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BenjaminSavage

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Reply with quote  #1 
There is a lot of debate over the value and quality of antique items versus newly created items. I am interested to hear everyone's information and arguments for and against both old and new.

IS older better? If so, why?

Where can people even find old pieces these days? Have we largely exhausted the antique market?

Are the new "Sonic Energy" pieces made by Meinl valid modern additions to the lineage? Are "snowflake" items ideal, or is there a benefit to a reliable and more uniform product?

How can we as the purchasers and promoters of these items proceed responsibly and in a way that builds a bright future for these instruments and those who use them?

I have been informed that "it is illegal for sellers in Tibet, China and Nepal to export genuine antiquities from their country of origin. Selling genuine antique items to foreigners is considered to be plundering the cultural heritage of the country and is severely punished under national and international law. Sentences for convicted "smugglers" include lengthy imprisonments and even execution.

EBay sellers based out of Tibet, China or Nepal claiming to offer genuine antiques or valuable "old" and "ancient" items are selling fakes - recently-made modern items finished to look like antiques. While these items may be appealing, don't be fooled into paying a higher price for them than they are actually worth."

So how do we all proceed? What do you all think?

© 2016 Benjamin Savage
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Throatsinger

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Reply with quote  #2 
What are "snowflake" items?
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Kit

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Reply with quote  #3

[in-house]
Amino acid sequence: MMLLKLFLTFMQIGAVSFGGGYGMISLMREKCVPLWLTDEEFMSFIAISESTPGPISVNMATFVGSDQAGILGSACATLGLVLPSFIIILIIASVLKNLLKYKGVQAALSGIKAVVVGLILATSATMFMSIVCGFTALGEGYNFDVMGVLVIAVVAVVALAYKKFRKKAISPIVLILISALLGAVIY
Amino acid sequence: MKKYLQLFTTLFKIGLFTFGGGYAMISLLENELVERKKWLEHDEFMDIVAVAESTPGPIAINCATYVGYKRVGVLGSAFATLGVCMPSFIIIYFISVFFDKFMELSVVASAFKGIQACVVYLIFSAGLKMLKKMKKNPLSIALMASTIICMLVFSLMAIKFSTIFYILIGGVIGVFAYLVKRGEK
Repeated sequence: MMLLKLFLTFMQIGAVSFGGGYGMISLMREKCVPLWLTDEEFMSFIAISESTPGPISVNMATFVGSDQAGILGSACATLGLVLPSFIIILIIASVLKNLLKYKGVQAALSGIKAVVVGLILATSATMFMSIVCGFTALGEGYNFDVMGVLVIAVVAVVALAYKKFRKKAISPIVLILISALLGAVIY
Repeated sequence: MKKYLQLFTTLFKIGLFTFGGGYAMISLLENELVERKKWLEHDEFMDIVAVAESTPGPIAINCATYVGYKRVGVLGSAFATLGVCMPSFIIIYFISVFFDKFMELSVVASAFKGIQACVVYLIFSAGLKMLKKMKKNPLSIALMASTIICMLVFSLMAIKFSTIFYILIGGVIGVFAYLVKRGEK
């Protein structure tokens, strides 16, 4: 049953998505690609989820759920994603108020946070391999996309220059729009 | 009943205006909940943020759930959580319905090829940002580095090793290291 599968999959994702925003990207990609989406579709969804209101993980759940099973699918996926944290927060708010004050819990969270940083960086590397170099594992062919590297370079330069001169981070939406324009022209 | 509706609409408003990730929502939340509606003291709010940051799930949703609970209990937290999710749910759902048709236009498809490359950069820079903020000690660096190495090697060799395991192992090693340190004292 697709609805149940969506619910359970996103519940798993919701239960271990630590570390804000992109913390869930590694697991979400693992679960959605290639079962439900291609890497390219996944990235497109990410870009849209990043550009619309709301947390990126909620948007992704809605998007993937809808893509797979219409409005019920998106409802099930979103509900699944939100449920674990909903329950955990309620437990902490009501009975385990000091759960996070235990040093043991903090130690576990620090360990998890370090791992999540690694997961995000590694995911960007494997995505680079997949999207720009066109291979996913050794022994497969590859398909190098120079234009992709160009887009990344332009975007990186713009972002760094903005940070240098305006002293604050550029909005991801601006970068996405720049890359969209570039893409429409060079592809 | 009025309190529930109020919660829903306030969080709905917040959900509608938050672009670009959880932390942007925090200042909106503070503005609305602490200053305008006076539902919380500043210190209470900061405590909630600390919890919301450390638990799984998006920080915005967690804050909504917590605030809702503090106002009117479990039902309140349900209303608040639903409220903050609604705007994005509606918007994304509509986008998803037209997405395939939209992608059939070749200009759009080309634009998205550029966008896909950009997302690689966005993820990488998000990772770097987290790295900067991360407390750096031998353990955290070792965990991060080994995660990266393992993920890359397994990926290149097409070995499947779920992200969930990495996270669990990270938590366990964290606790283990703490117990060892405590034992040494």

what definition of antique are they using? Any artifact over the age of 50? Or something older than that?
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RichG

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Reply with quote  #4 

I too wondered what "snowflake" items are?

And the thing about it being illegal to sell antiques to foreigners..... and severe punishment under "international law" doesn't seem right to me.
If so, there must be an exclusion for the bowls. I imagine Mitch could answer this accurately.

Regarding the quality of antique bowls versus new ones:
In my limited experience I've heard good and bad antiques and good and bad new ones, but the best antique bowls have always been better than the best new ones, and in general have been superior. And there have been plenty of substandard quality new bowls around for a long time. It's always a little awkward when someone proudly shows me their "amazing new Tibetan bowl" and then they hit it and the sound coming from it is only slightly better than a dull thud - and then I have to find something nice to say about it - not "Wow, I've got pot lids that sound better than that!" And again, there are some really fine quality new bowls being made for sure.

Others here I am sure have more to say about it thank I do.


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BenjaminSavage

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Reply with quote  #5